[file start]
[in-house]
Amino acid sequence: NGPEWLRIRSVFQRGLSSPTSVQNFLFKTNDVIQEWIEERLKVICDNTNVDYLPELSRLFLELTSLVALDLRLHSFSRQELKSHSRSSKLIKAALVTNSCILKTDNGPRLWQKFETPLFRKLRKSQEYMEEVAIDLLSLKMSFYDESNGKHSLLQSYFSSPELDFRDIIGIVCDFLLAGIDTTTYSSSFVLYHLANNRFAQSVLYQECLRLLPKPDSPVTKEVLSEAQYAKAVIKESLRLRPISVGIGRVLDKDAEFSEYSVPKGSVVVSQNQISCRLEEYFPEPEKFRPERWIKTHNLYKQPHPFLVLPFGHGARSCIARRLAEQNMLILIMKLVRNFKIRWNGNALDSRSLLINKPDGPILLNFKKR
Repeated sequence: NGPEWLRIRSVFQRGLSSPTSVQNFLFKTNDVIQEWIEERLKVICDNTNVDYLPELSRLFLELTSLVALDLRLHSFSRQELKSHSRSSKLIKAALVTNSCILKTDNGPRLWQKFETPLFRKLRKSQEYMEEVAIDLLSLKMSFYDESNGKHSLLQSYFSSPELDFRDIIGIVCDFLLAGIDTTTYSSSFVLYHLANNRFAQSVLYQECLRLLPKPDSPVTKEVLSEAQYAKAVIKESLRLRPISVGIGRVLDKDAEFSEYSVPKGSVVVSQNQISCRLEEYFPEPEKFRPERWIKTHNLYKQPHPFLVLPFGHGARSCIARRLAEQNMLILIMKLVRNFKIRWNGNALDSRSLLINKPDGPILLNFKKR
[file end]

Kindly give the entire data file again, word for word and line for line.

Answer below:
[in-house]
Amino acid sequence: NGPEWLRIRSVFQRGLSSPTSVQNFLFKTNDVIQEWIEERLKVICDNTNVDYLPELSRLFLELTSLVALDLRLHSFSRQELKSHSRSSKLIKAALVTNSCILKTDNGPRLWQKFETPLFRKLRKSQEYMEEVAIDLLSLKMSFYDESNGKHSLLQSYFSSPELDFRDIIGIVCDFLLAGIDTTTYSSSFVLYHLANNRFAQSVLYQECLRLLPKPDSPVTKEVLSEAQYAKAVIKESLRLRPISVGIGRVLDKDAEFSEYSVPKGSVVVSQNQISCRLEEYFPEPEKFRPERWIKTHNLYKQPHPFLVLPFGHGARSCIARRLAEQNMLILIMKLVRNFKIRWNGNALDSRSLLINKPDGPILLNFKKR
Repeated sequence: NGPEWLRIRSVFQRGLSSPTSVQNFLFKTNDVIQEWIEERLKVICDNTNVDYLPELSRLFLELTSLVALDLRLHSFSRQELKSHSRSSKLIKAALVTNSCILKTDNGPRLWQKFETPLFRKLRKSQEYMEEVAIDLLSLKMSFYDESNGKHSLLQSYFSSPELDFRDIIGIVCDFLLAGIDTTTYSSSFVLYHLANNRFAQSVLYQECLRLLPKPDSPVTKEVLSEAQYAKAVIKESLRLRPISVGIGRVLDKDAEFSEYSVPKGSVVVSQNQISCRLEEYFPEPEKFRPERWIKTHNLYKQPHPFLVLPFGHGARSCIARRLAEQNMLILIMKLVRNFKIRWNGNALDSRSLLINKPDGPILLNFKKR